Riding the Rails
An upscale restaurant in the old B&O headquarters offers an exhilarating, if bumpy, ride
Take one nationally recognized, award-winning chef touting an upscale home-style menu heavy on local, seasonal, and eco-conscious ingredients. Add an historic Beaux-Arts building re-imagined as a sleek contemporary bar/lounge. Throw in polished service and the backing of a hip, boutique hotel chain, and you have all the ingredients that make up B&O American Brasserie, a restaurant that's generated its fair share of buzz since opening in July.
Much of that buzz is well deserved. With many of the city's historic buildings fighting for preservation, it's refreshing to see B&O headquarters repurposed as Hotel Monaco, a plush Kimpton hotel and restaurant, and the dining room is a striking, original space, made more dramatic by the contrast between the creamy marble grandeur of the hotel's lower lobby next door and the grays, blacks, and discreet splashes of burgundy that give the restaurant its shadowy metropolitan aura--the kind that makes you want to pull out your little black dress despite the fact that everyone else is wearing jeans. Two bars (one drinks-oriented, the other an open kitchen of sorts) anchor the downstairs space, and between them sit a row of wide tables flanked with oversized leather chairs. Banquettes covered in cranberry faux croc are tucked into a corner under black textured walls whose surfaces are covered with tiny scooped out ovals, and a large-screen television that often shows train films, giving dinner and a movie a whole new twist. Kitchen noise--a dropped dish, a banged pot--punctuates happy-hour chatter, and while the visual effect of the room is cool, the aural effect is very noisy. That's probably not an issue if you're there simply for an after work cocktail, but dinner conversation proved difficult. A table in the upstairs dining room might prove more amenable if you want to talk to your dining companions.
Chef E. Michael Reidt's menu is much less edgy than the decor, but no less fashionable in its own homey way. Trout is smoked in-house; carrots are heirloom. The grouper listed on the menu was removed and replaced with rockfish, explained our server, after the fish appeared on an endangered list. Not everything is local--steaks are from Vande Rose Farms, which raises the premium Hereford beef and Duroc pork in Oskaloosa, Iowa--but dishes like Murray's Farm chicken with pesto mash, 24-hour pot roast, and braised meatballs sound like they could come from your mother's kitchen. And while it feels like the kitchen is still finding its footing with some dishes, many impressed with their combination of flavors or inventiveness.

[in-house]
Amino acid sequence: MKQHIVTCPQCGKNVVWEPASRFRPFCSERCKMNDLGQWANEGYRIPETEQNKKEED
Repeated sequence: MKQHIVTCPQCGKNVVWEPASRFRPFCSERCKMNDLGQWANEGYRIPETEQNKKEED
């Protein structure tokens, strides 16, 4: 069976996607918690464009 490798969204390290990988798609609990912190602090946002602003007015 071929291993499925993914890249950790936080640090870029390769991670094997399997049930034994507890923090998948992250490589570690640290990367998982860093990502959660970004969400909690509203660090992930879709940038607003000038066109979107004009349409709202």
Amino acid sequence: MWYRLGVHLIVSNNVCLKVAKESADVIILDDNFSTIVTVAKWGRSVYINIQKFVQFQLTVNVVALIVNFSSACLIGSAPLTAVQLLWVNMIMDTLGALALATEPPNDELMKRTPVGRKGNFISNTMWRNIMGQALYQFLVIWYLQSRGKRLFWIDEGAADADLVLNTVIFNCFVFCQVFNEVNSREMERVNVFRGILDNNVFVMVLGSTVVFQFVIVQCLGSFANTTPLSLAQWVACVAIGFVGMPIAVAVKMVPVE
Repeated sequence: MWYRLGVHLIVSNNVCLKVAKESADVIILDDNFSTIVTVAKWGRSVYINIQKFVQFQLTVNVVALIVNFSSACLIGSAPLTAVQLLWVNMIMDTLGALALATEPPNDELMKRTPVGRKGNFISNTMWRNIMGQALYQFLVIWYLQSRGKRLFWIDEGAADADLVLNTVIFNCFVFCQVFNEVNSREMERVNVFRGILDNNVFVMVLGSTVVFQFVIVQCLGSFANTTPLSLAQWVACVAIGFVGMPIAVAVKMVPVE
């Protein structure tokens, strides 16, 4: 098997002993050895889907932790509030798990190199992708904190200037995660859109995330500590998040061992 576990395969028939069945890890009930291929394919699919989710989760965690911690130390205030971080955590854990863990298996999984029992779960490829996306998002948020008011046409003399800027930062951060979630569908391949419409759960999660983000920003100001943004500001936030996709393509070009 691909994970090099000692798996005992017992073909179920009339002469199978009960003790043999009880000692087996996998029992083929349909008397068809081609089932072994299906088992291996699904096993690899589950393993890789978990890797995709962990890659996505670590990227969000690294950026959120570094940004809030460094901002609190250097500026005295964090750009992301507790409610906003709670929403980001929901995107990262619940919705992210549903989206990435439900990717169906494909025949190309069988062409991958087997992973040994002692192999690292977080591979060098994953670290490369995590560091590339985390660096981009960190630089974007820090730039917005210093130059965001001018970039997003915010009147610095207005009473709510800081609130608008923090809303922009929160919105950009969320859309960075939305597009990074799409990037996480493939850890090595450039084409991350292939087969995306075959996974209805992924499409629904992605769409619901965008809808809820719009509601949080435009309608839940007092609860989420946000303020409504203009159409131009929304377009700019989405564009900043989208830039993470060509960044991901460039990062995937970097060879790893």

Take, for example, the smoked Carolina trout ($10) served under a blanket of snowy horseradish-flecked crème fraiche. Each bite held a crunch of celery root, flaky, salty fish, and that bite of horseradish, a fully satisfying textural combination. Chicken-liver mousse (a steal at $5) looked like mousse au chocolat served in small espresso cup next to a mound of fig jam and a handful of brioches toast fingers. It was as rich as the dessert, too, but clever as the toast fingers were, larger slices of bread would have made the dish easier to enjoy (as much as I would have liked to, you can't really dip soft toast fingers into chicken liver mousse or jam). A small mound of steak tartar liberally infused with garlic shared a plate with silky carpaccio ($12), a dish that's definitely making inroads at Baltimore's higher-end restaurants, and fall squash soup ($7) was saved from humdrumness by a sizeable smoked-ham-hock dumpling floating pale belly up in the amber broth.
If you're interested in bar food, you can order one of several flatbreads with toppings like duck confit and shaved pear or spiced sweet potato and kale, or cast-iron skillets of braised meatballs or barbecue pork ribs meant to be shared. But if it's dinner you want, dive into substantial entrées like a slow braised Yorkshire pork shank ($19) that nearly melts into its accompanying potato puree. This is richrichrich, but worth every meaty morsel and large enough for two to share. The same case can be made for the 24-hour Vande Rose pot roast ($21), except the richness here is tempered by its tangy cooking liquid and the potato is replaced by creamy polenta. Forget about the Friday special seafood pot pie ($21), though, unless you crave only crust and gravy. After passing the dish around the table one diner raised his fork in triumph. "I found a clam!" he crowed, as if it was a winning lottery ticket. And perhaps the crispy skin arctic char ($22) got overlooked in the kitchen because every component of the dish--from the nuggets of braised octopus to the braised white beans--was beyond crispy and overcooked.
Desserts at B&O Brasserie inhabit the same comfort-food territory with more consistent results. A plum crisp ($6) balanced fruit and crunchy topping, basic but satisfying, as was a plump square of pumpkin bread pudding ($7). And a simple, darkly elegant chocolate espresso tart ($7) won over the chocolate lover at the table.
The restaurant offers a well thought-out beer and wine list, and though service was painstakingly slow (we were told the restaurant was down a server due to a family emergency), our server maintained her composure despite being saddled with far too many tables. She checked back when she could, made recommendations with authority, even boxed up leftovers away from the table rather than dumping a to-go box on the table to let the diner do the work (a trend that should be stopped immediately). If there was bread service, we never got any, but that's a small quibble.
B&O isn't perfect yet (and by this time, one hopes that it would be closer to that point), but the components are there. With luck, it will be running full steam ahead very soon.